Ever wonder the difference between an allusion as opposed to an illusion? Most of us are more familiar with illusions, particularly optical illusions such as this famous one by Edward H. Adelson:
Color "A" and color "B" are actually the same color. Print the image and cut out each individual square. Hold them side by side to compare. You could also open the image in Photoshop and use the eyedropper tool to verify the colors are the same.
An allusion on the other hand, is a passing or casual reference whereby one refers covertly or indirectly to a person, place, event, or creative work. Most allusions are based on the assumption that there is an accepted body of knowledge shared by the author and reader. This can be real or imaginary, and the reference can be direct or inferred. Many enterprising writers from the entertainment industry partake in the practice of allusions.
Take the extraordinarily successful Hunger Games trilogy for example.
The author Suzanne Collins capitalized on several classical themes from Greek and Roman times. The most prominent being the Roman Colosseum, which played host to a large number of strikingly similar gladiator games that likewise featured savage combat with wild animals, struggles against man-made elements, horrifying executions, and grandiose parades. The lead character in the Hunger Games (Katniss Everdeen), bears no small resemblance to the Ancient Greek goddess, Artemis
Whether we make a conscious distinction or an unconscious distinction, the underlying Greco-Roman reference in the Hunger Games provides for greater comprehension and spares the audience a lengthy and tedious explanation.
In the advertising industry, the use of allusions is trickier. If an advertisement makes reference to an obscure painting, film, mythical figure, or folklore, and the majority of the audience fails to identify the reference, then the advertising firm must go back to square one. See what I did there?
One of my favorite allusions in advertising is the Volkswagen Commercial which features a little boy in a Darth Vader costume trying to summon "The Force." If you are at all familiar with George Lucas' Star Wars franchise, you have to love this one:
Popular paintings are often utilized to sell products, and Salvatore Dali's The Persistence of Memory (melting clocks) painting is a regular on the scene.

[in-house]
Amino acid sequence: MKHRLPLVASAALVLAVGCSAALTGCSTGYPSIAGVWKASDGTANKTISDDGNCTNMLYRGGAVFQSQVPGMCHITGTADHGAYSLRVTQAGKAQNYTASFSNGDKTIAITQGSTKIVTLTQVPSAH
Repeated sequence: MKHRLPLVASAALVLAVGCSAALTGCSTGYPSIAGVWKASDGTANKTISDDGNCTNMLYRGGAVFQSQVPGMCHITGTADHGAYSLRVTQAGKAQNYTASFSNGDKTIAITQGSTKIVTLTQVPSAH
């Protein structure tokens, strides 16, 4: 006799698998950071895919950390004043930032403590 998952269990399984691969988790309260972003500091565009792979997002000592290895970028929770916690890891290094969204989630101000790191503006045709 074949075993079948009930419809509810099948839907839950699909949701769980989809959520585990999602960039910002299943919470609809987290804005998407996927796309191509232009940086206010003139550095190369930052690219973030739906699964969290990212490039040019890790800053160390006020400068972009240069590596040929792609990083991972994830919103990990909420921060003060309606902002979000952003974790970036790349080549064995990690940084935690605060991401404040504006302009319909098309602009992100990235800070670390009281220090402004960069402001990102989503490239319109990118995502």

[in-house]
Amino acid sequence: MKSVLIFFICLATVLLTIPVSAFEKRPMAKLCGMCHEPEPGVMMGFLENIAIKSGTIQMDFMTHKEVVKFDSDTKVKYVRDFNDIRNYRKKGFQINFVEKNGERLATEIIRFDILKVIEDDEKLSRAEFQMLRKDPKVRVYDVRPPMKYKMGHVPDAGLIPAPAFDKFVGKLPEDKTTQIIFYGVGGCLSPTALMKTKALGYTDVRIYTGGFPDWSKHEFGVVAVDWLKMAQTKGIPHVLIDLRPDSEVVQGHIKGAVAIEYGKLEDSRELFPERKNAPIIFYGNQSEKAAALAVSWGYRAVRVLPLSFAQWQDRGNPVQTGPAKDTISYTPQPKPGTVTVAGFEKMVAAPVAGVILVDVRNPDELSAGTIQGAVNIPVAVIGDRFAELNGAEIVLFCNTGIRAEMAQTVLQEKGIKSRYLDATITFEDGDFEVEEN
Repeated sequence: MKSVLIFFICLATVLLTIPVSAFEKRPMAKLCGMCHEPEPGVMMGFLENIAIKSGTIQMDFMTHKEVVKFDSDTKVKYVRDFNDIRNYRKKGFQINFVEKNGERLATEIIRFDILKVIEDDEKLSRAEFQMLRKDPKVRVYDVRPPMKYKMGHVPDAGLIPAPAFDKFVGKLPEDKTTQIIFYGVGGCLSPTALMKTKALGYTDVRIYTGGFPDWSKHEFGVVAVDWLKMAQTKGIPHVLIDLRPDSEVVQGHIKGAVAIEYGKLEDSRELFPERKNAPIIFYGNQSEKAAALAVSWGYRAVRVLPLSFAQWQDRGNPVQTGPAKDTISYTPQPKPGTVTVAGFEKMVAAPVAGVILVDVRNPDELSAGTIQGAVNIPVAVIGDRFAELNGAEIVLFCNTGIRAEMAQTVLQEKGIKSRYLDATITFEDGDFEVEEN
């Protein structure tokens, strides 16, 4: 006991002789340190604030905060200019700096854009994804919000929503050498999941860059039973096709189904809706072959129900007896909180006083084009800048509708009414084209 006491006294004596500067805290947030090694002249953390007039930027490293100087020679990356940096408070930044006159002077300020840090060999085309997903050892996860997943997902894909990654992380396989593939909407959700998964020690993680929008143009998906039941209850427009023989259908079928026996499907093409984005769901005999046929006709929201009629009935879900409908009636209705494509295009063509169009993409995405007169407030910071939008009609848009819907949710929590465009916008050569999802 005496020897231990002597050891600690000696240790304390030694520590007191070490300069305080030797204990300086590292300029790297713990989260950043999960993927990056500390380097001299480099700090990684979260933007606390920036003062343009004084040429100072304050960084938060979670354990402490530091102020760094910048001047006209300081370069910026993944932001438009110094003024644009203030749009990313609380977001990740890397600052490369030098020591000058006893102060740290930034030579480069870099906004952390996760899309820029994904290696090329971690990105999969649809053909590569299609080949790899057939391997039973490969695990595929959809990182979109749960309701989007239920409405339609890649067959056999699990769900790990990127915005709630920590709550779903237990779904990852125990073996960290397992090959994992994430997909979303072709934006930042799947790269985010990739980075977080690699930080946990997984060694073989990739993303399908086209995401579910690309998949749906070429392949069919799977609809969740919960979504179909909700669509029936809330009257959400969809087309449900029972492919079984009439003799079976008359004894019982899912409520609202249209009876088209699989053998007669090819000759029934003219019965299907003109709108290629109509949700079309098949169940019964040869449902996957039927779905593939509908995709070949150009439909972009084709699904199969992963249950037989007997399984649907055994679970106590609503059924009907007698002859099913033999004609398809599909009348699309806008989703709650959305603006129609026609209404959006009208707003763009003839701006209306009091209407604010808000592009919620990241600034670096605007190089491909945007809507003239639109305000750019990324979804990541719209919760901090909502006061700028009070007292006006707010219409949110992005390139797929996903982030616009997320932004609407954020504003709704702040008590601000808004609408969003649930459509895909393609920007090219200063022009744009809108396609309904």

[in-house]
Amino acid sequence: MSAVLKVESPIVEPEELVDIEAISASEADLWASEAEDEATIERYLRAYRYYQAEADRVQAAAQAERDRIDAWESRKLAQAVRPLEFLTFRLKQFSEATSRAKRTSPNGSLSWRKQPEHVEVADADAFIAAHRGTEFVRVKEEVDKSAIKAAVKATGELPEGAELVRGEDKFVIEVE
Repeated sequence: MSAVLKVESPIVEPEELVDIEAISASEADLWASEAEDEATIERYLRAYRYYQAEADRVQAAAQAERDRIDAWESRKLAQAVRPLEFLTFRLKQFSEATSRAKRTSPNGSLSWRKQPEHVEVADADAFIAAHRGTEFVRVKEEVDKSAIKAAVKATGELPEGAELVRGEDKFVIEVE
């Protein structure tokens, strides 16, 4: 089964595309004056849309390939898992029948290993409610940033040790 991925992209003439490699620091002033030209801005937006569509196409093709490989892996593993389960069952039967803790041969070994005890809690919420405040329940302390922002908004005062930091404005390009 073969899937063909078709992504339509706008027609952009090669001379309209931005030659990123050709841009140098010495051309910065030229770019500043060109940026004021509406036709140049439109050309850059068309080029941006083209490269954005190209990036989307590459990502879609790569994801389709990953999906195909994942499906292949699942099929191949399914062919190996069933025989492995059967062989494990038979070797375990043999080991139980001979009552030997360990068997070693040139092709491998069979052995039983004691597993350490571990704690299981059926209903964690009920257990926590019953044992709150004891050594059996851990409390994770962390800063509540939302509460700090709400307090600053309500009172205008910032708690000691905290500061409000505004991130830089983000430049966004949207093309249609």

Here is another Pinocchio inspired allusion in the form of an infographic:
Songwriters from the music industry notoriously allude to mythology and some references are more overt than others. Consider the titles (and lyrics) in this batch of songs:
Immigrant Song - Led Zeppelin
Rhiannon - Fleetwood Mac
Venus - Lady Gaga
Don't Look Back - She & Him
Cry of Achilles - Alter Bridge
During their formative years, the progressive rock band RUSH would regularly allude to Greek gods and mythological creatures.
Here are a few RUSH titles from that time period:
Several large corporate entities are influenced by the Ancient Greeks, and refer to Greek mythology via their business name and/or corporate logo.
Nike is named after the Greek goddess of victory.
Pandora was the first woman formed out of clay by the Greek gods. Her name means "the all-gifted." Today, Pandora is a popular internet radio company.
Saturn was the Roman name for Cronus, who was the father of Zeus, but also happens to be the name of a popular car company.
The Titans are an NFL team that plays in Nashville, Tennessee.
As a communication tool, allusions are one of the most interesting elements in everyday conversation. Have you ever made a statement like this, "Caffeine is my Achilles' heel" or "It's all Greek to me?" It is very likely you have. Allusions are a powerful tool to help provoke feelings beyond the literal meaning of our words. Let us know which expressions you cite most often in the Comments section below. We would love to hear from you!
Also, check out our next blog for tips on creatively placing images in the social media stream with a special focus on (mini) infographics. Infographics have become one of the most effective ways to drive traffic to your site and ultimately purchase your service or product.
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'Til next time, stay focused.